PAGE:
Mayor of London promises to review the lighting of cranes and tall buildings in the capital following the crash of a helicopter into Vauxhall tower
Boris Johnson has promised a review the lighting of cranes and tall buildings in the capital following the crash of a helicopter into the Vauxhall tower this morning.
Speaking to media at the site of the crash, Johnson said although it would be “premature” to second guess the investigation into the crash, his office would look at the issue of the lighting of tall buildings.
He said: “What is inevitable is that we’ll want to review all our policies, we’ll want to look at the way we illuminate tall buildings, the way cranes are illuminated, to make sure nothing went wrong in this case and make sure nothing goes wrong in the future.”
Concerns have been raised about the strength of the lighting on the crane on the One St George Wharf tower, known as the Vauxhall tower, after a helicopter collided with the 50-storey building’s tower crane in heavy fog and crashed in flames in a nearby street, killing two people and injuring 13.
Police confirmed earlier today that whether the red warning lights on top of the crane were functioning correctly will form part of their investigation.
Johnson said: “There are all sorts of questions that people are asking now about tall buildings, about lighting, about the fog, about the usage of Battersea heliport and those are very understandable questions in these circumstances.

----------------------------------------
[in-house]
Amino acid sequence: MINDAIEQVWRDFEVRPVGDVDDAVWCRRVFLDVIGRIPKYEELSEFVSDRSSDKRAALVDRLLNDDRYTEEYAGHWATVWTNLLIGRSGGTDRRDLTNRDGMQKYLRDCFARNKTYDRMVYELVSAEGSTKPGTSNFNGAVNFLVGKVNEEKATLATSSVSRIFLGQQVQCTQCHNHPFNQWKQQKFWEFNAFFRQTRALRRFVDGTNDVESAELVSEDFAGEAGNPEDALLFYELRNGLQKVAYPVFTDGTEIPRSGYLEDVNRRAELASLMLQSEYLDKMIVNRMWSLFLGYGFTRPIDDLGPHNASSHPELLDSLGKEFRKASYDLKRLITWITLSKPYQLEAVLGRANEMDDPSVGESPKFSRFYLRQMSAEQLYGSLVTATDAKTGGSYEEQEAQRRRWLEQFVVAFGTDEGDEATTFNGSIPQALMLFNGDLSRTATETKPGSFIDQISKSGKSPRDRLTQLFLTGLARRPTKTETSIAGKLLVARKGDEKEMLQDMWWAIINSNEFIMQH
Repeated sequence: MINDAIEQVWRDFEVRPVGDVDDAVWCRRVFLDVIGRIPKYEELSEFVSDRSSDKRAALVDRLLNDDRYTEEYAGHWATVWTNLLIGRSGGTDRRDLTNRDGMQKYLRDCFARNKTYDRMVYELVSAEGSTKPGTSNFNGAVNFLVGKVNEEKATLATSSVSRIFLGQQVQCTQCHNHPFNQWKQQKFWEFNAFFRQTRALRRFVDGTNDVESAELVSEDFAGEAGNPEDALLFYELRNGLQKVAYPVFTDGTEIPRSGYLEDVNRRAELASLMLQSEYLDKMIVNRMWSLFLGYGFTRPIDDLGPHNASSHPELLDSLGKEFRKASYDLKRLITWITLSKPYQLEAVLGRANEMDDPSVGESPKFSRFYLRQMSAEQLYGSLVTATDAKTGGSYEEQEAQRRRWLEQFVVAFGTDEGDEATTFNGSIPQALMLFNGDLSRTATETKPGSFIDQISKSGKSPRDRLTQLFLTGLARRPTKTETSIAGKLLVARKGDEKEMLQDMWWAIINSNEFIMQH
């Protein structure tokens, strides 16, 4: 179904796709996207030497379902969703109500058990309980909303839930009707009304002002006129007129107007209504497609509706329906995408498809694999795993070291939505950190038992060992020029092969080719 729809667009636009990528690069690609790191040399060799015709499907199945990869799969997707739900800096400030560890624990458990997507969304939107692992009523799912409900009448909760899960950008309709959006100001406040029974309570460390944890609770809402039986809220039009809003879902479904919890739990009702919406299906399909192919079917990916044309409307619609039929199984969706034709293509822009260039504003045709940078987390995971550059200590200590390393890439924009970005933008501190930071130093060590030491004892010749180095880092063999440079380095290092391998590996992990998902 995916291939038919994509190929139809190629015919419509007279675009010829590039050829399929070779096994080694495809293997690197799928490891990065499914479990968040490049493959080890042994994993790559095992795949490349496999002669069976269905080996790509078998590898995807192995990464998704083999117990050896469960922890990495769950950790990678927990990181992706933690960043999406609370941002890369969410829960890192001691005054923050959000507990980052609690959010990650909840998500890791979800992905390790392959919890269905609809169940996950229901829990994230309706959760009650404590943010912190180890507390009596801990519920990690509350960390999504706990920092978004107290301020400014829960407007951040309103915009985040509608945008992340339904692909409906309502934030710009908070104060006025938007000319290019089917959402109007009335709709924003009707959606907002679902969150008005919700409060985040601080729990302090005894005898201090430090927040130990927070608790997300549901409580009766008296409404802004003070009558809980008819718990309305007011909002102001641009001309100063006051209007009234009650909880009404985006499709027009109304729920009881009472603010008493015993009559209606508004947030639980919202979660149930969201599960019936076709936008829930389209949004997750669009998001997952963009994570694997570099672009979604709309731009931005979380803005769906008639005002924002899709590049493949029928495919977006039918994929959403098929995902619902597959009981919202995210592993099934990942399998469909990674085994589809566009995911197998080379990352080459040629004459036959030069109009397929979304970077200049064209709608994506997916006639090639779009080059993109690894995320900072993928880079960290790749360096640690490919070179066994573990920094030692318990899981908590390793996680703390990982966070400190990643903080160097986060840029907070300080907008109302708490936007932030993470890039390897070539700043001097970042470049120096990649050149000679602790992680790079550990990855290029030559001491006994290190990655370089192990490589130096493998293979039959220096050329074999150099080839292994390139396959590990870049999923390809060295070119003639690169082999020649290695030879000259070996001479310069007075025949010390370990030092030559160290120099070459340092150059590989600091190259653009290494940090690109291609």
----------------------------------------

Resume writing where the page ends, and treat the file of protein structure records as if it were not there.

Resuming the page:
“People will naturally want to know that we are doing our level best to make sure that London is protected from aviation accidents of this kind.
“Those are matters that are now being investigated, it would be wrong for me to pre-empt any of that.”
“This is going to be the issue that people will want to discuss. They will focus on traffic going into Battersea.
“I really think it would be very premature at this stage to second guess what the Air Accidents Investigation Branch say.”
Johnson the accident could have claimed many more lives, but workers were now “very confident” the broken crane was secure.
The London Fire Brigade said this afternoon that there is “no imminent risk” of the crane at the Berkeley construction site collapsing.
He said: “It’s a tragic scene of the wreckage of a carbonised helicopter and of course a great deal of damage done to an adjacent building. It doesn’t take a great deal to imagine what could have happened had that helicopter crashed into a bus or a heavily occupied building.
“Obviously our thoughts are very much with those who have lost their lives, their families and all those who have been injured, but it is also true that it could have been much worse.”